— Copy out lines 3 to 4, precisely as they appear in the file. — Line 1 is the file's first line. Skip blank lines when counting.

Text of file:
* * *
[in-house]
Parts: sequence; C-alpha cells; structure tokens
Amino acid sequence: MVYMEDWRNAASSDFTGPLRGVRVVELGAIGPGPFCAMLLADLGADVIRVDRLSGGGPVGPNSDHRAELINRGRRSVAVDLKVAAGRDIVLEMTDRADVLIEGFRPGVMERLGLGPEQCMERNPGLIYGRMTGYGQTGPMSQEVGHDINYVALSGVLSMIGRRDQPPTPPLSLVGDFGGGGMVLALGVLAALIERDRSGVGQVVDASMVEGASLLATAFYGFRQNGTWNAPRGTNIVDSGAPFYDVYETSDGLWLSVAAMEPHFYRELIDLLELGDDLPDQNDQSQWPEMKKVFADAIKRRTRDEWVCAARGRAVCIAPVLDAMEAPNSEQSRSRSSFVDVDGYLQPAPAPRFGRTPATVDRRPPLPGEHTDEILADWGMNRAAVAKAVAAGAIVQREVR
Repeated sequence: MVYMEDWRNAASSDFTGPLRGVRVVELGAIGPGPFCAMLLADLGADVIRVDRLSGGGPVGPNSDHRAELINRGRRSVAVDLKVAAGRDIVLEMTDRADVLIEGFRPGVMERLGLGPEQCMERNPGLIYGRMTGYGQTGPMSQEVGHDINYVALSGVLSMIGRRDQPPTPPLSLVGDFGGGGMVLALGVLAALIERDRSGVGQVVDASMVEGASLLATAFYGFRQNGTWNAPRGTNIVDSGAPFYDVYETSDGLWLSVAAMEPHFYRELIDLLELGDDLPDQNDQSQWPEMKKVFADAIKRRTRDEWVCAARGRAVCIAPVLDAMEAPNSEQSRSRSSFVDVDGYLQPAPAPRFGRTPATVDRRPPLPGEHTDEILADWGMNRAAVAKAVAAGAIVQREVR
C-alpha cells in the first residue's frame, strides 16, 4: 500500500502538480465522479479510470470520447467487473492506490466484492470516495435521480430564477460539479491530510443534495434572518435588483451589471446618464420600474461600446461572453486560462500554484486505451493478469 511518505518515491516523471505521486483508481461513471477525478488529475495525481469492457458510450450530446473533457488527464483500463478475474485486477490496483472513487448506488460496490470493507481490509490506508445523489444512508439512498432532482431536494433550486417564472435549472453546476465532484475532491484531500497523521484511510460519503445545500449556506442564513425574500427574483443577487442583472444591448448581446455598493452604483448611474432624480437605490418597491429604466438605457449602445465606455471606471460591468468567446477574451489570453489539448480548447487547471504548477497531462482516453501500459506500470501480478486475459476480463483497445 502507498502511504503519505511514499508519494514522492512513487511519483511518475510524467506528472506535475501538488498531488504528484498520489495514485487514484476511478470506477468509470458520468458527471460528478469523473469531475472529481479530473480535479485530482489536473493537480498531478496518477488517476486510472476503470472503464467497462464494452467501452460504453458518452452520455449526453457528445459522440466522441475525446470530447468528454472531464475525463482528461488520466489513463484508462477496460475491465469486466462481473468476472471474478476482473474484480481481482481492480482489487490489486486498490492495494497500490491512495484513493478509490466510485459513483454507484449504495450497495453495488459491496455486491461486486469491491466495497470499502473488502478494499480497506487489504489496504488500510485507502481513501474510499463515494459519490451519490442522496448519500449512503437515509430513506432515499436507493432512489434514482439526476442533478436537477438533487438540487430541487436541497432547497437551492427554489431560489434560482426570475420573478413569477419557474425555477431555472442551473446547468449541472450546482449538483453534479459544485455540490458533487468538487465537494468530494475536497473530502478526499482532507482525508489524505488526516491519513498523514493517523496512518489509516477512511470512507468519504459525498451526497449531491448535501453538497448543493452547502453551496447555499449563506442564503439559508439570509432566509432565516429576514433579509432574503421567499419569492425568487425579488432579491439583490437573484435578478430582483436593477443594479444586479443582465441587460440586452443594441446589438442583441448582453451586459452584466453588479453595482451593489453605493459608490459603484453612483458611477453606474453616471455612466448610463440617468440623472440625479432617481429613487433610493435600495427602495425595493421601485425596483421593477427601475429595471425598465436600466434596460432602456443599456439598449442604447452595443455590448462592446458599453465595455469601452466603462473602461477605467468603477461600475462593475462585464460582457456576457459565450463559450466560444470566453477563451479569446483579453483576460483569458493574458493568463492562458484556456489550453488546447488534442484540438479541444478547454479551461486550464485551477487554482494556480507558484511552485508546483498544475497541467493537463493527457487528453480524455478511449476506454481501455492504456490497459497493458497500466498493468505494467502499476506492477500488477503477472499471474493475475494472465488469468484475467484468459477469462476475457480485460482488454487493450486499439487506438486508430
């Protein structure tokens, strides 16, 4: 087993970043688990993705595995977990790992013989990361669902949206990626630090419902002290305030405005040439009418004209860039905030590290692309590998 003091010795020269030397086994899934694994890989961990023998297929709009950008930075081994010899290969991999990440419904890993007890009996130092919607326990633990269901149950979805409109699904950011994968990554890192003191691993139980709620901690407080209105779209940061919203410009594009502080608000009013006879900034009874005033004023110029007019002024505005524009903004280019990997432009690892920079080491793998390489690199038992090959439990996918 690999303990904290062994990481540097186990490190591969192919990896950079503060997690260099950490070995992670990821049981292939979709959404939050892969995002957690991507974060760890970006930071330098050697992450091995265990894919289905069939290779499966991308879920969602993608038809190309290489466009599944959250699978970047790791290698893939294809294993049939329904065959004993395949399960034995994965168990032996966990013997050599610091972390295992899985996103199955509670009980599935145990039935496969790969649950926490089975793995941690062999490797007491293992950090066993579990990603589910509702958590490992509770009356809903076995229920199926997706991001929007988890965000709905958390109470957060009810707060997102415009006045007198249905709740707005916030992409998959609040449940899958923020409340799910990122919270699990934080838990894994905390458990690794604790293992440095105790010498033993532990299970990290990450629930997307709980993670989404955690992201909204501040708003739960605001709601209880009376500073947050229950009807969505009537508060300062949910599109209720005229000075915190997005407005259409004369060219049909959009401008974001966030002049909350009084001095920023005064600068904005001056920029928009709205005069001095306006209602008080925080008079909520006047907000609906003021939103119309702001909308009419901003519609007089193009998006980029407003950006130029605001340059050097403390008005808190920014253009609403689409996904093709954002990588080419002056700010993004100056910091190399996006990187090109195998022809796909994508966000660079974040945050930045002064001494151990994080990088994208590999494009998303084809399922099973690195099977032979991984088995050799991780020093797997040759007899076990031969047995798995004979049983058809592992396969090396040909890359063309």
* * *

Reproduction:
Amino acid sequence: MVYMEDWRNAASSDFTGPLRGVRVVELGAIGPGPFCAMLLADLGADVIRVDRLSGGGPVGPNSDHRAELINRGRRSVAVDLKVAAGRDIVLEMTDRADVLIEGFRPGVMERLGLGPEQCMERNPGLIYGRMTGYGQTGPMSQEVGHDINYVALSGVLSMIGRRDQPPTPPLSLVGDFGGGGMVLALGVLAALIERDRSGVGQVVDASMVEGASLLATAFYGFRQNGTWNAPRGTNIVDSGAPFYDVYETSDGLWLSVAAMEPHFYRELIDLLELGDDLPDQNDQSQWPEMKKVFADAIKRRTRDEWVCAARGRAVCIAPVLDAMEAPNSEQSRSRSSFVDVDGYLQPAPAPRFGRTPATVDRRPPLPGEHTDEILADWGMNRAAVAKAVAAGAIVQREVR
Repeated sequence: MVYMEDWRNAASSDFTGPLRGVRVVELGAIGPGPFCAMLLADLGADVIRVDRLSGGGPVGPNSDHRAELINRGRRSVAVDLKVAAGRDIVLEMTDRADVLIEGFRPGVMERLGLGPEQCMERNPGLIYGRMTGYGQTGPMSQEVGHDINYVALSGVLSMIGRRDQPPTPPLSLVGDFGGGGMVLALGVLAALIERDRSGVGQVVDASMVEGASLLATAFYGFRQNGTWNAPRGTNIVDSGAPFYDVYETSDGLWLSVAAMEPHFYRELIDLLELGDDLPDQNDQSQWPEMKKVFADAIKRRTRDEWVCAARGRAVCIAPVLDAMEAPNSEQSRSRSSFVDVDGYLQPAPAPRFGRTPATVDRRPPLPGEHTDEILADWGMNRAAVAKAVAAGAIVQREVR